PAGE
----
(c) so as to inure directly or indirectly to the benefit of any workmen's compensation or disability benefits carrier or any person or organization qualifying as a self-insurer under any workmen's compensation or disability benefits law or any similar law. (Emphasis added.)
Moreover, Travelers submits this Court should affirm District Court's application of Gentry, as any other result would give Employers a benefit for which it had not bargained, paid or contracted.
Since this case was docketed with this Court, the Louisiana Fourth Circuit has decided Bannon v. Edrington, 392 So.2d 186 (La.App.1980), which is dispositive of the issue before us. In Bannon, the Louisiana Fourth Circuit Court of Appeals reaffirmed the Second Circuit's position in Gentry, holding the compensation payer has no claim under R.S. 23:1103 for recovery against an uninsured motorist insurer. The Louisiana Appellate Court reasoned (i) damages are due for breach of a duty, and an uninsured motorist carrier is not liable for breaching any duty, and (ii) the liability of the insurer is a "contractual liability," not a "legal liability" within R.S. 23:1101. Bannon, 392 So.2d at 187. In light of such holdings we cannot find District Court erred.
District Court applied the Louisiana Uninsured Motorist Statute, L.S.A.-R.S. 22:1406 to permit "stacking" of the insurance policies by the Fenascis. Travelers argues the Louisiana legislature intended R.S. 22:1406 be limited to those policies "delivered or issued for delivery" in Louisiana, that the instant policy was not "delivered" in Louisiana and that therefore Louisiana law does not apply. The Fenascis correctly point out and District Court properly found, however, the policy in question was in fact delivered in Louisiana. We also agree with District Court's conclusion Travelers' filing of the policy with the Louisiana Insurance Commissioner's Office constitutes a "delivery" in Louisiana and that long-standing Louisiana jurisprudence on the issue of "delivery" of insurance policies supports a finding of "constructive delivery" in Louisiana from the intention of the parties in providing that the policy includes uninsured motorist coverage.3 Moreover, in the alternative, we find Louisiana has a stronger interest in applying its own law to this controversy than does any other state since it involves the deaths of Louisiana residents on Louisiana highways, and the claims of their Louisiana survivors under an insurance policy issued to cover, inter alia, vehicles principally garaged in Louisiana. Deane v. McGee, 261 La. 686, 260 So.2d 669 (1972) (concurring opinion by Tate, J., 260 So.2d at 672); Graham v. American Casualty, 261 La. 85, 259 So.2d 22 (1972); Sutton v. Langley, 330 So.2d 321 (La.App.1976).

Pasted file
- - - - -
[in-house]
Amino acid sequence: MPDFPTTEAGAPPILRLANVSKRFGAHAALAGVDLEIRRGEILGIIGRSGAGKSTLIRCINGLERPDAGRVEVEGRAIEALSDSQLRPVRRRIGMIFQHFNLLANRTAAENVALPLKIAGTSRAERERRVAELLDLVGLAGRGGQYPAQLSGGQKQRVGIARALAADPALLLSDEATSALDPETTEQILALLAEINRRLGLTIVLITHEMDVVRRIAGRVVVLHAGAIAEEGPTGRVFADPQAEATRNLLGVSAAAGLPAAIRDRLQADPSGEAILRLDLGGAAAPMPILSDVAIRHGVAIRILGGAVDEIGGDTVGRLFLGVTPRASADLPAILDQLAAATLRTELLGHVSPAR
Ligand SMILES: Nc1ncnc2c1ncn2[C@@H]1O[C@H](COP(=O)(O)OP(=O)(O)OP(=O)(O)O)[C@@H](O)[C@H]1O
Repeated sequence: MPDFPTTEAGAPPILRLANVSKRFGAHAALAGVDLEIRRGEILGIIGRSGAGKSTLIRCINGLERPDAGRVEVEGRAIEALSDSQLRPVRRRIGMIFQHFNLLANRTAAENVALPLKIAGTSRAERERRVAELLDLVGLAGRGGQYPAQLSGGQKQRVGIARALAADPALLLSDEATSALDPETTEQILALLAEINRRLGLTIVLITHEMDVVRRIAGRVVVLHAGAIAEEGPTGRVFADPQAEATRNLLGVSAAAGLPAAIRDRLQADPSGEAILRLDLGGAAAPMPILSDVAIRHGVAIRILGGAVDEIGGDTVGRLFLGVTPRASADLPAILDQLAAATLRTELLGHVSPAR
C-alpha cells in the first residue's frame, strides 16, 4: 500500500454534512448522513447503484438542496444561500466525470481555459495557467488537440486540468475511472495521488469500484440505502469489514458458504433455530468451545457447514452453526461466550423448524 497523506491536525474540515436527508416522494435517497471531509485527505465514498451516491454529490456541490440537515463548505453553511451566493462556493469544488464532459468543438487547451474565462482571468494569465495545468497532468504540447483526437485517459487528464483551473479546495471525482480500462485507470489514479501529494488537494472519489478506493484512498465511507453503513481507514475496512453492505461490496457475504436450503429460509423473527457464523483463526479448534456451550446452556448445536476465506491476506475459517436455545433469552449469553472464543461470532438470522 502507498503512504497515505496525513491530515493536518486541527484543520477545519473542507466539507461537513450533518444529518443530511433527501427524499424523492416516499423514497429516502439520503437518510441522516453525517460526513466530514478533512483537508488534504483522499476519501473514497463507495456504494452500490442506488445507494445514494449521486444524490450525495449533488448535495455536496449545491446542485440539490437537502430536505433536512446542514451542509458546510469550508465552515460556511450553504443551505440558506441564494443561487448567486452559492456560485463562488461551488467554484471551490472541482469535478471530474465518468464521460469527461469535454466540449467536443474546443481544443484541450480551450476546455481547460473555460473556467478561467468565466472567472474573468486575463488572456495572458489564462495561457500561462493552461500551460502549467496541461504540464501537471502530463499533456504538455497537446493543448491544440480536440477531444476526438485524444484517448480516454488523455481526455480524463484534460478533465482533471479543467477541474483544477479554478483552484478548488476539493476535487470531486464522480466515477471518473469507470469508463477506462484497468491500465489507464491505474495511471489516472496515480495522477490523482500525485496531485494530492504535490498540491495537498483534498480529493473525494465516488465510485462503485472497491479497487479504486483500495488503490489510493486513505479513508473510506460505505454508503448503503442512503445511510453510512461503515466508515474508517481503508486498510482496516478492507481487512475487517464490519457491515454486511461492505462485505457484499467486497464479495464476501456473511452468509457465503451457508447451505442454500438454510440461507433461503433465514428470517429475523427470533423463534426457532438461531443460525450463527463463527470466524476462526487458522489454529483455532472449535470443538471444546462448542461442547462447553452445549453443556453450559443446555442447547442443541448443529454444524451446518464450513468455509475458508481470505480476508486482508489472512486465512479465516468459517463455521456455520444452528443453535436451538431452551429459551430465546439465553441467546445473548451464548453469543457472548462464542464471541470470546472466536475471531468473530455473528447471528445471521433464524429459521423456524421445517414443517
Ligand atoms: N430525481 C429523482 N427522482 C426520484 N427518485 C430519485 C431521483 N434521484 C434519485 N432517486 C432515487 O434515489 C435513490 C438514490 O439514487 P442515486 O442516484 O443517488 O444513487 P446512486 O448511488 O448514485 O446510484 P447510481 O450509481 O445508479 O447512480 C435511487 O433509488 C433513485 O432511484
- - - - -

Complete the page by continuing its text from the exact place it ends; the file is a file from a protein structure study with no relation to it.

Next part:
The District Court allowed the stacking of coverage on all vehicles listed on the policy. In doing so the trial judge sought to apply the law of Louisiana as reflected in various decisions, including Deane, supra, and Holmes v. Reliance Ins. Co., 359 So.2d 1102 (La.App.1978). We have carefully reviewed the authorities cited by the parties and we find that the District Court properly evaluated and applied the then prevailing Louisiana law. We are persuaded of the correctness of the District Court's conclusions.
The District Court is AFFIRMED.
Counsel for the parties stipulated F & M is a foreign corporation organized and existing under the laws of the State of New York with its principal place of business being located in New York City, New York
Section 1101 provides:
"When an injury ... for which compensation is payable ... has occurred under circumstances creating in ... (a) third person ... a legal liability to pay damages ... the aforesaid employee ... may claim compensation ... and the ... award of compensation hereunder shall not affect the claim or right of action of the said employee ... against such third person ...
"Any person having paid or having become obligated to pay compensation under the provisions of this Chapter may bring suit against such third person to recover any amount which he has paid or become obligated to pay as compensation to such employee ..."
Section 1102 requires that the person bringing the suit under 1101, whether the employee or the employer, give written notice of the suit to the other to facilitate intervention. Section 1103 generally provides that the employer's claim for reimbursement of compensation shall take precedence over the employee's claim "... if the damages are not sufficient" to satisfy the claims of both.
Gentry, 362 So.2d at 1156.
See Pruitt v. Great Southern Life Insurance Co., 202 La. 527, 12 So.2d 261 (La.1942), for a discussion of the definition of "constructive delivery."